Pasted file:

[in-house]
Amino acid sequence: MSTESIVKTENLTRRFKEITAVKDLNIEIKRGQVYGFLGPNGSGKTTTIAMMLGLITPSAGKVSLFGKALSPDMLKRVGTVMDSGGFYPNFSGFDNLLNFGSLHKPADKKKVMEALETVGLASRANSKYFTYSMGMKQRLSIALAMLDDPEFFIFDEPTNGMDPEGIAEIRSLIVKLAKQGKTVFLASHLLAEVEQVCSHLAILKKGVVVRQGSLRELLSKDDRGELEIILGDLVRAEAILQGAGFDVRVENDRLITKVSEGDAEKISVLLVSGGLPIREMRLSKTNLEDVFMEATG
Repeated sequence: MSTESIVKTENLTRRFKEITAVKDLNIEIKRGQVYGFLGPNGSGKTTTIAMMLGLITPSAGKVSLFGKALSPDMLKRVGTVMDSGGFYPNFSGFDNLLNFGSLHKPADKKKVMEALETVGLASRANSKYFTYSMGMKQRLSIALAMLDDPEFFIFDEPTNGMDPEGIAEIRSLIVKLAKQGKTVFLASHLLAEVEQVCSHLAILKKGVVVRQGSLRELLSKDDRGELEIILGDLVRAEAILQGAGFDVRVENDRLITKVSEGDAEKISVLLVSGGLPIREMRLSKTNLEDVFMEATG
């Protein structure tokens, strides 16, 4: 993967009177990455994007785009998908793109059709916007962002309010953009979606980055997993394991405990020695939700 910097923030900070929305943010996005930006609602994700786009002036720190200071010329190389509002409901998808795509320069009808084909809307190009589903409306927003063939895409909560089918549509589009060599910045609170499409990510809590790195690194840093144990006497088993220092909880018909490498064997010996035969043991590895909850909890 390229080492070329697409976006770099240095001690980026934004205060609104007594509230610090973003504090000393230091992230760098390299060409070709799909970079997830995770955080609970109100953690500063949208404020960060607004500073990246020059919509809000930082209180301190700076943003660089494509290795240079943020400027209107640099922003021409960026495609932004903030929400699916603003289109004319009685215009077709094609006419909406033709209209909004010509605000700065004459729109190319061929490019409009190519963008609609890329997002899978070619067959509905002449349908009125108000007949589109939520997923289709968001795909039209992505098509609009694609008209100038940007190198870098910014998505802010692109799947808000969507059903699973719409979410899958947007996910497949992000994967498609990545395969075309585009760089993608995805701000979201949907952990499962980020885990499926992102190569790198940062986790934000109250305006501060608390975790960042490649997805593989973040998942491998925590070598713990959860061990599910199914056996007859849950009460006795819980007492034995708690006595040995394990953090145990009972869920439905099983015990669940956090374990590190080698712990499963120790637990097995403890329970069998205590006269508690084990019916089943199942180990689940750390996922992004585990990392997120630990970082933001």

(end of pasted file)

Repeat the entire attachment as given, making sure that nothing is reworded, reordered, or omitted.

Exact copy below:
[in-house]
Amino acid sequence: MSTESIVKTENLTRRFKEITAVKDLNIEIKRGQVYGFLGPNGSGKTTTIAMMLGLITPSAGKVSLFGKALSPDMLKRVGTVMDSGGFYPNFSGFDNLLNFGSLHKPADKKKVMEALETVGLASRANSKYFTYSMGMKQRLSIALAMLDDPEFFIFDEPTNGMDPEGIAEIRSLIVKLAKQGKTVFLASHLLAEVEQVCSHLAILKKGVVVRQGSLRELLSKDDRGELEIILGDLVRAEAILQGAGFDVRVENDRLITKVSEGDAEKISVLLVSGGLPIREMRLSKTNLEDVFMEATG
Repeated sequence: MSTESIVKTENLTRRFKEITAVKDLNIEIKRGQVYGFLGPNGSGKTTTIAMMLGLITPSAGKVSLFGKALSPDMLKRVGTVMDSGGFYPNFSGFDNLLNFGSLHKPADKKKVMEALETVGLASRANSKYFTYSMGMKQRLSIALAMLDDPEFFIFDEPTNGMDPEGIAEIRSLIVKLAKQGKTVFLASHLLAEVEQVCSHLAILKKGVVVRQGSLRELLSKDDRGELEIILGDLVRAEAILQGAGFDVRVENDRLITKVSEGDAEKISVLLVSGGLPIREMRLSKTNLEDVFMEATG
């Protein structure tokens, strides 16, 4: 993967009177990455994007785009998908793109059709916007962002309010953009979606980055997993394991405990020695939700 910097923030900070929305943010996005930006609602994700786009002036720190200071010329190389509002409901998808795509320069009808084909809307190009589903409306927003063939895409909560089918549509589009060599910045609170499409990510809590790195690194840093144990006497088993220092909880018909490498064997010996035969043991590895909850909890 390229080492070329697409976006770099240095001690980026934004205060609104007594509230610090973003504090000393230091992230760098390299060409070709799909970079997830995770955080609970109100953690500063949208404020960060607004500073990246020059919509809000930082209180301190700076943003660089494509290795240079943020400027209107640099922003021409960026495609932004903030929400699916603003289109004319009685215009077709094609006419909406033709209209909004010509605000700065004459729109190319061929490019409009190519963008609609890329997002899978070619067959509905002449349908009125108000007949589109939520997923289709968001795909039209992505098509609009694609008209100038940007190198870098910014998505802010692109799947808000969507059903699973719409979410899958947007996910497949992000994967498609990545395969075309585009760089993608995805701000979201949907952990499962980020885990499926992102190569790198940062986790934000109250305006501060608390975790960042490649997805593989973040998942491998925590070598713990959860061990599910199914056996007859849950009460006795819980007492034995708690006595040995394990953090145990009972869920439905099983015990669940956090374990590190080698712990499963120790637990097995403890329970069998205590006269508690084990019916089943199942180990689940750390996922992004585990990392997120630990970082933001």